My First Otakon

This year Otakon celebrated its 20th anniversary and I celebrated my first Otakon!

According to Wikipedia, Otakon is “one of the longest-running anime conventions in the United States, and the second largest North American anime convention as of 2012.” That’s a great achievement but what I think is a greater achievement is that (according to Wikipedia) Otakorp, the organization that runs Otakon is a nonprofit and that the event itself is staffed almost entirely by “unpaid volunteers, although registration tasks are supplemented by temporary workers provided by Visit Baltimore, and certain services such as legal and accounting work are by contract.”

I also like the idea that:

Otakon attendees do not purchase “tickets” to Otakon; they actually become a member of the non-profit organization that runs Otakon with their paid attendance to the convention. Everyone who pays the annual membership fee to attend Otakon is also a supporting member for Otakorp and is able to participate in sanctioned events, contests, or giveaways that might occur during the year.

My first Otakon was very much like my first New York Comic Con. It was an “ooh and ahh” experience. I wandered the convention center, explored the exhibit hall/Dealer’s Room, the Artists Gallery, waited in lines, watched old movies I hadn’t seen since childhood (or early adulthood), saw premieres of new shows, and caught up on shows I’ve been curious about. But most of my first Otakon was spent just enjoying the eye candy and admiring the resourcefulness of the Cosplayers.

Beat Down Boogie has a nice video highlighting some:

My first Otakon was also my first TM Revolution concert. He has played the New York Comic Con but I had never thought to go. It was one of the things my sister, who had come with me, was really excited about. It was her first Otakon too! I didn’t know much about either TM Revolution or Homemade Kazoku (the opening band) though my sister promised that once I heard TM Revolution I would recognize them. Fans filled the Mariners Arena. Both bands were incredible. And as my sister was right, I did recognize many of TM Revolution’s songs from the anime I had seen. Most recently Soul Eater:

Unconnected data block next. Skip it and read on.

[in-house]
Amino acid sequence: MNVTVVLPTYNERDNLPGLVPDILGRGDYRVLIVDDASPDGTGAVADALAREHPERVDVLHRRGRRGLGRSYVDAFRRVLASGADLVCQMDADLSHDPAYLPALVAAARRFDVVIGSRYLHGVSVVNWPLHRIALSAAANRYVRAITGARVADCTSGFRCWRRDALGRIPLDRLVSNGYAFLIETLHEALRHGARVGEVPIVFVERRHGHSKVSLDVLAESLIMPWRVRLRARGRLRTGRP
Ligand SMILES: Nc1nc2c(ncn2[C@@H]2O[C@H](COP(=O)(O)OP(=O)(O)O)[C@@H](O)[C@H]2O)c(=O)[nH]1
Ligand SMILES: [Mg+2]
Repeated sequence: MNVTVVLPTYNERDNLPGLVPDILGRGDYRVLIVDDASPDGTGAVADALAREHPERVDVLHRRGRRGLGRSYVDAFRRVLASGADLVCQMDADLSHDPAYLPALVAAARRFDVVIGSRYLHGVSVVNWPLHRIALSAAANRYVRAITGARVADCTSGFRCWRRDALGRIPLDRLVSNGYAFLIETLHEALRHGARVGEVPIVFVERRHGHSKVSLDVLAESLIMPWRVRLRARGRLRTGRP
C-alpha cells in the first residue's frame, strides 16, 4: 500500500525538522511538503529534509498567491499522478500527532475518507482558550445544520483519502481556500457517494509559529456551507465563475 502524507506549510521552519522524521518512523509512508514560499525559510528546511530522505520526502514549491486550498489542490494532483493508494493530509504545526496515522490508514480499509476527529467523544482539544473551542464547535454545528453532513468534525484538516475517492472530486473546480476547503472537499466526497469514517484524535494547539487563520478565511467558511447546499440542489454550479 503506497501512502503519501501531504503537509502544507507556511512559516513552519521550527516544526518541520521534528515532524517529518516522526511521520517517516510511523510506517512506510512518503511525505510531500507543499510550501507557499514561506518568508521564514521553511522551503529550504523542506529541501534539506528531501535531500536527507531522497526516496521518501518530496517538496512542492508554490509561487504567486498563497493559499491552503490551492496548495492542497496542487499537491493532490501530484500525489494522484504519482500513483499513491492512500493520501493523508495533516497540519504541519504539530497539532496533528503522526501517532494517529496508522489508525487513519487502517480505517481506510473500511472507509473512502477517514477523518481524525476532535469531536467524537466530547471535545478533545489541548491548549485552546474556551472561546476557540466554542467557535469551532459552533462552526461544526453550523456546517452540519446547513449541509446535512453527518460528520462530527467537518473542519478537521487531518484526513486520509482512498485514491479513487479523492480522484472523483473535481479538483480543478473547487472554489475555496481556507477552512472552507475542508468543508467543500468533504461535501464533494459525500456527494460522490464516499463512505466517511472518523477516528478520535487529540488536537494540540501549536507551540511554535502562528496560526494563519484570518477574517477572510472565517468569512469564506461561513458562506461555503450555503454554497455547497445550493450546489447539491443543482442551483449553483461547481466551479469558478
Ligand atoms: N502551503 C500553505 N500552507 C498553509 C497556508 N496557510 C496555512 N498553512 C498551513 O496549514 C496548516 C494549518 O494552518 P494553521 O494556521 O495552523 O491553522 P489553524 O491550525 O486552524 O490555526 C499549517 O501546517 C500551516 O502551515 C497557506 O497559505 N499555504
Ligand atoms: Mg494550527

Even more recently (though not anime) Capcom’s PS3 game, Sengoku Basara:

The single panel I did manage to attend was the “Anime Industry: Then and Now” panel. I was late so I didn’t get all of the panelists names or the companies they represented. However, the conversation they were having reminded me of my sister showing me Gunbuster for the first time, which reminded me of when I saw Bubblegum Crisis for the first time.

Panelist discussed the evolution of the anime industry and the impact technology has had on it. One audience member asked if there were a show that has the impact on anime that Super Mario has had on the video game industry? This lead to an interesting discussion about what industry members, Otaku, mainstream media, and the general consumer consider anime. Is Pokemon anime? Is Transformers?

In some very positive ways, Otakon made me miss when the New York Anime Festival was its own event, instead of a part the New York Comic Con. As a part of a much larger event, the Anime Festival is no longer an intimate congregation of Otaku and burgeoning fans. I’m looking forward to hearing more panels next year and digging deeper into the content at Otakon.

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